Many a young woman would finish helping with the house chores at home in the early evening, when the sun was disarmed of its fiery arrows in a fierce battle that left the sky bloodied and, after bathing and oiling themselves carefully, and hot-combing their hair like ancient princesses, amble away from home, only whispering to their pre-teen brother or adolescent half-sister, ‘I am going to catch Selima’s eye.’ That, my friend, was a target that spread across Kua’s breadths and lengths like an epidemic that only affected maidens. Soon, mothers learnt that whenever their daughters left home in the evenings, it was to catch a whiff of Selima. The mothers didn’t fight the habit and, when the fathers learnt of it, they didn’t devise a vaccine against the pandemic.
One day, at the time when a chiefdom about five chiefdoms away was struck by a severe illness, killing off many working residents, an elderly man from that chiefdom came to settle in Kua. Nobody had known him before, yet when he arrived in the village with a family of five sons, three daughters and one ageing, ailing wife, he somehow caught everybody’s attention. It was Kua tradition never to sell land to strangers, but when one arrived in their midst, they put their heads and hands together to help them settle. That is what they did for the elderly man. He settled in, him and his family.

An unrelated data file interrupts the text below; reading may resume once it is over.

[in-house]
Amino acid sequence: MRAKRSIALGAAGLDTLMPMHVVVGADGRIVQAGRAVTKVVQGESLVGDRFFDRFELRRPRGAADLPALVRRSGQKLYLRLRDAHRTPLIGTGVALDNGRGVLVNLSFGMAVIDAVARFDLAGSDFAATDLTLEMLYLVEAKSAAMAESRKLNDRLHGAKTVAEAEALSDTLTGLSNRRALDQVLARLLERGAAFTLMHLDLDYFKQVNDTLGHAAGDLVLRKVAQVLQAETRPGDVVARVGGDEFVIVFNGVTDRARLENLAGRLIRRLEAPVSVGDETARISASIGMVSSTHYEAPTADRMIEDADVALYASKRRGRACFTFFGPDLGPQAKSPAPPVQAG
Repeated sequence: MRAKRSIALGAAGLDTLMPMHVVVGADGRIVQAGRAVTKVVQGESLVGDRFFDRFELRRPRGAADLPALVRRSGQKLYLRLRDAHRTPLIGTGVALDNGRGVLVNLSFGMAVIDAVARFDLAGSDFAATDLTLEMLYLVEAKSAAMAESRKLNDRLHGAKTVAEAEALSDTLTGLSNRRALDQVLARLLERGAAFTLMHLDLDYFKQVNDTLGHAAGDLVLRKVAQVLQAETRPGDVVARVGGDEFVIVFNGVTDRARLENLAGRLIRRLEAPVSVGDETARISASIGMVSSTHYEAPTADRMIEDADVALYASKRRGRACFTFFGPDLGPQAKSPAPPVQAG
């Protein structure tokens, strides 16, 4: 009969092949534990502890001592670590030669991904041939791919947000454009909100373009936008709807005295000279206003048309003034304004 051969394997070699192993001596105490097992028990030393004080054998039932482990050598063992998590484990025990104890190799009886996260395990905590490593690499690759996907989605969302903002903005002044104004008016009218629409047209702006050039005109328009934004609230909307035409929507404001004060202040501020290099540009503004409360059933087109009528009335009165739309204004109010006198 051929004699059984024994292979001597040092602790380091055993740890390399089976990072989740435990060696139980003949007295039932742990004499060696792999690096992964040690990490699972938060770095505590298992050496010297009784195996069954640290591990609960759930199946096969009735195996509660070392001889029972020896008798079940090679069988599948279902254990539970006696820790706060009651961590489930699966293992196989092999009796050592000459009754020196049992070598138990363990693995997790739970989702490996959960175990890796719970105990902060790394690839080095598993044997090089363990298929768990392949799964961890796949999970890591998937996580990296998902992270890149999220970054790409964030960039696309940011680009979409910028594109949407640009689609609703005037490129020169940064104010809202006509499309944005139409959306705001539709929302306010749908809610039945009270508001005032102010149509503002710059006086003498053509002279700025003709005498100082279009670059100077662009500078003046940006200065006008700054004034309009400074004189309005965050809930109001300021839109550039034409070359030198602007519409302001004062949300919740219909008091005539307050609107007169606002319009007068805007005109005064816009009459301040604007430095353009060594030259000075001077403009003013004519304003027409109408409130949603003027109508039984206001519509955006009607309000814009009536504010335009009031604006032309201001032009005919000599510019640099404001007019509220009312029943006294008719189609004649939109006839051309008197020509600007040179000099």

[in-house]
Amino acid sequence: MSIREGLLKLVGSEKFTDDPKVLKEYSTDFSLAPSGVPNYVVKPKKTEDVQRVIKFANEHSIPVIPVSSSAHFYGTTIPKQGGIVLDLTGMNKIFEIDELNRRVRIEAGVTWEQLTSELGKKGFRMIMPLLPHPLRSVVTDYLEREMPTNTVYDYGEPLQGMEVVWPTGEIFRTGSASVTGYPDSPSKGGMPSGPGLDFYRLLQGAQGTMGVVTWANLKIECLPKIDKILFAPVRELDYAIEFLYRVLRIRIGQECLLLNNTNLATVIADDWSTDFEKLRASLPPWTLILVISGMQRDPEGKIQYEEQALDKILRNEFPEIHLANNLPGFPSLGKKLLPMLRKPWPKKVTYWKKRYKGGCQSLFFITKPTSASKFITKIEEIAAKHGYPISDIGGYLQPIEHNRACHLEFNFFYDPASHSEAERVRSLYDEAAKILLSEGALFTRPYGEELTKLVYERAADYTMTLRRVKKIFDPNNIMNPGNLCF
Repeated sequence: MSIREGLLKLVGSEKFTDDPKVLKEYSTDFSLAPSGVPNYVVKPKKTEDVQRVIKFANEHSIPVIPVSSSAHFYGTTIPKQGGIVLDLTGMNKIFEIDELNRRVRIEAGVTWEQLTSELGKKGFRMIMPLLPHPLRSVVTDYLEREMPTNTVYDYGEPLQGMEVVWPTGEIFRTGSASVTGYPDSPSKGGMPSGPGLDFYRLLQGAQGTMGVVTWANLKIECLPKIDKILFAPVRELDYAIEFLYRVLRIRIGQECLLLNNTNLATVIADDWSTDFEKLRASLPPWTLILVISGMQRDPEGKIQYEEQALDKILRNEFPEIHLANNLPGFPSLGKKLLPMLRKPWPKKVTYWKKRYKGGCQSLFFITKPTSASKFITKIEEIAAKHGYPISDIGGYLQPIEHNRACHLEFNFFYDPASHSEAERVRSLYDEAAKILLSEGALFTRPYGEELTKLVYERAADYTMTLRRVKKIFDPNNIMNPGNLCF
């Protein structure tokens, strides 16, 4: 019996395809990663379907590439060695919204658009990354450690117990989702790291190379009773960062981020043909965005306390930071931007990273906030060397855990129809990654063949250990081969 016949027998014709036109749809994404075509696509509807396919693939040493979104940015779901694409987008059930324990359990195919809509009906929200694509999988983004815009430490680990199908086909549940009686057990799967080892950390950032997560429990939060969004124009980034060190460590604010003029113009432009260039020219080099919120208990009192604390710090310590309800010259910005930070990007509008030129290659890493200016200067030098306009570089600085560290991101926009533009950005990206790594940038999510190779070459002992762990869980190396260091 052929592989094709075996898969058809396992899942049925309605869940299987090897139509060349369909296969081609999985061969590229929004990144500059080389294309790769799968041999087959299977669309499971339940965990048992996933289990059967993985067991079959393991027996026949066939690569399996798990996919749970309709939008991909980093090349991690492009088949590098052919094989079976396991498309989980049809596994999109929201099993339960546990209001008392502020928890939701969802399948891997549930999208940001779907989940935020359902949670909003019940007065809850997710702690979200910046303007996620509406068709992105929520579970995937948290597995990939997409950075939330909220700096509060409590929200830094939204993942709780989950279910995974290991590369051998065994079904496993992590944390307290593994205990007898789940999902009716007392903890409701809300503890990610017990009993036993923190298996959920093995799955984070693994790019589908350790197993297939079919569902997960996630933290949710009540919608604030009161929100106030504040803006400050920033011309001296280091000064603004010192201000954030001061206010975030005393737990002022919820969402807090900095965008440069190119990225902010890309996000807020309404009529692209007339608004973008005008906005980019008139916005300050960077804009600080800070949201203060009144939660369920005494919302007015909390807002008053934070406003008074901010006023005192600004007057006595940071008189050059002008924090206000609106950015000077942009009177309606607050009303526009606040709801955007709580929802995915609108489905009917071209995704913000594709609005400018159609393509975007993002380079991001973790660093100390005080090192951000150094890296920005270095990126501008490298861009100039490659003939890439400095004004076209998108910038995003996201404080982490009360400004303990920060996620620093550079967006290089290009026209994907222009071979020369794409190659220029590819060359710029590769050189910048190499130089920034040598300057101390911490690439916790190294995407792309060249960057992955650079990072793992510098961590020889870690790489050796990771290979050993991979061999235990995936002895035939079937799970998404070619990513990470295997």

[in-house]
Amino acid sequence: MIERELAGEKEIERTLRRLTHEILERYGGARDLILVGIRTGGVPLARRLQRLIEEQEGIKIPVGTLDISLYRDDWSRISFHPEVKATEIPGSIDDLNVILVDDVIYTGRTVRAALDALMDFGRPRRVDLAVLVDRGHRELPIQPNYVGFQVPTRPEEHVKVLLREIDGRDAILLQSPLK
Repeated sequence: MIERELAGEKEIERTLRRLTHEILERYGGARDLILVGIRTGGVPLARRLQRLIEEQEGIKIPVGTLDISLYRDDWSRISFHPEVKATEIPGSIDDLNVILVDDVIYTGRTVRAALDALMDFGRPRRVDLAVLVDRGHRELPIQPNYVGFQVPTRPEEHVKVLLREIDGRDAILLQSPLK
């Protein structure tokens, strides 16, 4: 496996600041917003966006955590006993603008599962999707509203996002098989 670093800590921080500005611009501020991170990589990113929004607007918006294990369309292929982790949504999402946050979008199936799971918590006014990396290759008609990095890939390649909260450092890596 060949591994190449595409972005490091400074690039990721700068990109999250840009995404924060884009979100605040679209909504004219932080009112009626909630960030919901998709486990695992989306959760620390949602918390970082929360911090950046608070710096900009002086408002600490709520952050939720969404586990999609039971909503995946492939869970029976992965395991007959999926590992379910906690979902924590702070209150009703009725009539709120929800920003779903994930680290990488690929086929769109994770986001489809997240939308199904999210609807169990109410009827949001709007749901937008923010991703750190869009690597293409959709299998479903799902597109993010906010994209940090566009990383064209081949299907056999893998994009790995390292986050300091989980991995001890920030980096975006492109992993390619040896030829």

That was how things changed in Kua! That is when a blessing became a curse.
One of the elderly man’s daughters was a serious case of an ascetic. From when she woke up – and she was a remarkable early riser – she took long walks through the village, headed to nowhere in particular, to do no specific thing, walking past the sun’s zenith, till her nimble legs ached. She would then find a tree shade or a big shrub and sit there, ruminating over the universe’s phenomena. She would leave home with the dawn and return on the back of the dark. Many times passersby thought her asleep; a few feared her dead, for when she was in one of these restful trances, she seemed to have ceased breathing. But she was awake, and alive, and sober, communing with things nobody could believe or imagine!